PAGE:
A beauty spot at the Crook O’Lune near Lancaster, known locally as Hermitage Field, is getting a new lease of life as a wildflower meadow.
A formal 12 year license agreement has been finalised between Lancaster City Council as owner of the site and charitable residents’ group, Hermitage Field Community Meadow. The agreement will allow the group to manage a five acre plot of land in the field on the council’s behalf as a wildflower meadow.
Hermitage Field already contributes to the area being a popular place to visit, with car park and picnic facilities nearby, as well as stunning views across the Lune Valley. The remaining two acres at the centre of the field is already being managed by charity ‘Life for a Life’, as a memorial forest under a separate licence.
The Hermitage Field Community Meadow charity was recently set up by a group of local residents and has already acquired funding to help them create and manage the meadow. Work has begun on preparing the land before new planting can take place later in the year. The aim of the project is to develop an attractive and enhanced landscape at the popular site which will complement the new memorial forest.
The paths running through the site and parallel with the road will be retained and maintained to enable visitors to the Crook O’Lune to enjoy access to the field.
Councillor Kevin Frea, Cabinet member for climate action and member of Crook O’Lune Advisory Committee, said: “The creation and development of a wildflower meadow at Hermitage Field by local people that are passionate about the conservation of this special place, has provided the council with another perfect opportunity to breathe new life into this treasured beauty spot.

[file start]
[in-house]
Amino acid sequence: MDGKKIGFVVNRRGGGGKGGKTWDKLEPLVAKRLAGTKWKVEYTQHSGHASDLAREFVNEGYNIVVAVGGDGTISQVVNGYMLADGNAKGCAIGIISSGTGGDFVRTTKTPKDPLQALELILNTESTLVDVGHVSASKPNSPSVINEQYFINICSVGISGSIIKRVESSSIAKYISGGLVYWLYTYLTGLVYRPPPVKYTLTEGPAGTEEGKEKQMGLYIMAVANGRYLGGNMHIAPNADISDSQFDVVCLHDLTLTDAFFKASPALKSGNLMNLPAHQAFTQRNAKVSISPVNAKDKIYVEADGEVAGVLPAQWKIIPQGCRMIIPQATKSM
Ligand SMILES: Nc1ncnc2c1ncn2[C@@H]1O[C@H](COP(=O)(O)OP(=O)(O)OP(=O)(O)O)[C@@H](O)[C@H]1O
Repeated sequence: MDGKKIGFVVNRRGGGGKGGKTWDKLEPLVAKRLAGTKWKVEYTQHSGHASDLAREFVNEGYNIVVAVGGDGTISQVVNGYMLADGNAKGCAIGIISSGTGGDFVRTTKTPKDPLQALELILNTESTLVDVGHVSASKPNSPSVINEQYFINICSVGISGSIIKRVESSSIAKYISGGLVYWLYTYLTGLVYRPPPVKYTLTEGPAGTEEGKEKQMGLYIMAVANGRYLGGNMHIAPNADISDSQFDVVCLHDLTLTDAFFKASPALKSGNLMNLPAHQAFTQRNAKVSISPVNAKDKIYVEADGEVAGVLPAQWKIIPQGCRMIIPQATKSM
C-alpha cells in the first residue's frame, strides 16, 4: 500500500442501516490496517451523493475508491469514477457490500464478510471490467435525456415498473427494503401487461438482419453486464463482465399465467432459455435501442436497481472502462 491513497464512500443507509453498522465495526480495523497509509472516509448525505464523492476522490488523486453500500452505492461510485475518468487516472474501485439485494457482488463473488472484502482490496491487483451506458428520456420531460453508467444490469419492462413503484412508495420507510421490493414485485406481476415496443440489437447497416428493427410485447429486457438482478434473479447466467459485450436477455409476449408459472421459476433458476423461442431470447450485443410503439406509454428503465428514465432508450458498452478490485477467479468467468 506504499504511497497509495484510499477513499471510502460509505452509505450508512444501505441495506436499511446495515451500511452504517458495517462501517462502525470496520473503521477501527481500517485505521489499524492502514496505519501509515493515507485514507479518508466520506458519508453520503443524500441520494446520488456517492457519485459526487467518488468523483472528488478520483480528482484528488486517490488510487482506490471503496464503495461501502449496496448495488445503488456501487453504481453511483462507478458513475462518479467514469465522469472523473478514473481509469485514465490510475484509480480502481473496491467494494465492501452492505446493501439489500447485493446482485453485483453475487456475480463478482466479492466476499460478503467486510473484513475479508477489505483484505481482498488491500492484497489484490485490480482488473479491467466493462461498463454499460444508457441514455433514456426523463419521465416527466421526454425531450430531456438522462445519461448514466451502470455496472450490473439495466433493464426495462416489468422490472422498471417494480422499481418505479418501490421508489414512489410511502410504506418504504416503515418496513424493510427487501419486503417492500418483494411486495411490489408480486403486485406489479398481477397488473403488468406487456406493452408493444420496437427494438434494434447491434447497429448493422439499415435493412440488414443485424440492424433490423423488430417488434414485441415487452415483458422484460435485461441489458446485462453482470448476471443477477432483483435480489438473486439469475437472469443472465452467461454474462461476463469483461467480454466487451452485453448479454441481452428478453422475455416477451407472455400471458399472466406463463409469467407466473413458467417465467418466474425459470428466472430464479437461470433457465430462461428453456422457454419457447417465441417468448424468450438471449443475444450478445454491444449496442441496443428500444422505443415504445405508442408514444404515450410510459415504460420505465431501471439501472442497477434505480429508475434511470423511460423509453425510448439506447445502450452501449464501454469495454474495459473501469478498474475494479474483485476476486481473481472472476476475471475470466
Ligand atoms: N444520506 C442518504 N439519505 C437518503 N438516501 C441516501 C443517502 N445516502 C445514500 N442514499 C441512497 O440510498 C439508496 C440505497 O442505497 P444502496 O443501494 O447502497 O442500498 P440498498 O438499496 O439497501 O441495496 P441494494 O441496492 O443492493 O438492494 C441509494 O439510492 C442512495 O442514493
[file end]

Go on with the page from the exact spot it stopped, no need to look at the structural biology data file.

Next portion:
“As well as looking incredibly attractive and complementing the natural beauty of the memorial forest on the same site, the new arrangement will also have massive ecologicalbenefits. Introducing pollinating plants and enticing pollinating bees, insects and other wildlife to the site will increase biodiversity as well provide a local seed bank for other potential meadows.”
“The arrangement also supports the aims of the council’s new grassland management strategy which will see changes to the way grass is cut in local parks and public spaces,again tohelp increase biodiversity and meet the council’s climate change commitments.”
The initiative was spearheaded by local resident and trustee of the charity, Erica Sarney who initially set up a group called the Community Pollinator Patches and formed the charity with a group of like-minded friends.
Erica said: “We’re very much looking forward to getting this exciting project off the ground and creating a stunning meadow teeming with wildflowers and wildlife for everyone to enjoy. Local people love this area so much and which is also part of a popular ramble overlooking the Lune Valley towards Ingleborough.
“We really hope everyone enjoys the meadow and may be inspired to come and join us, when restrictions allow, to help us bring it to life. For more information and how you can get involved, visit our website at www.hermitagefieldcommunitymeadow.com.”
The charity has secured funding from Plantlife, The Areti Charitable Trust, Halton Lune Hydro Trust, Forest of Bowland AONB and Life for a Life Memorial Forests. Part of the site has already been sown with seed from Lancashire’s Coronation Meadow at Bell Sykes Farm, Forest of Bowland AONB, as well as Gait Barrows Reserve in Silverdale. The project will be growing wildflowers with volunteers in polytunnels at the council’s White Lund Depot in Morecambe.
Trustees Erica Sarney. Pam Woolgar, Kath Milnes mixing wild flower seed from Bell Sykes Coronation meadow and Gait Barrows Reserve with Phil Milnes looking on. Image Credit Claire Cornish.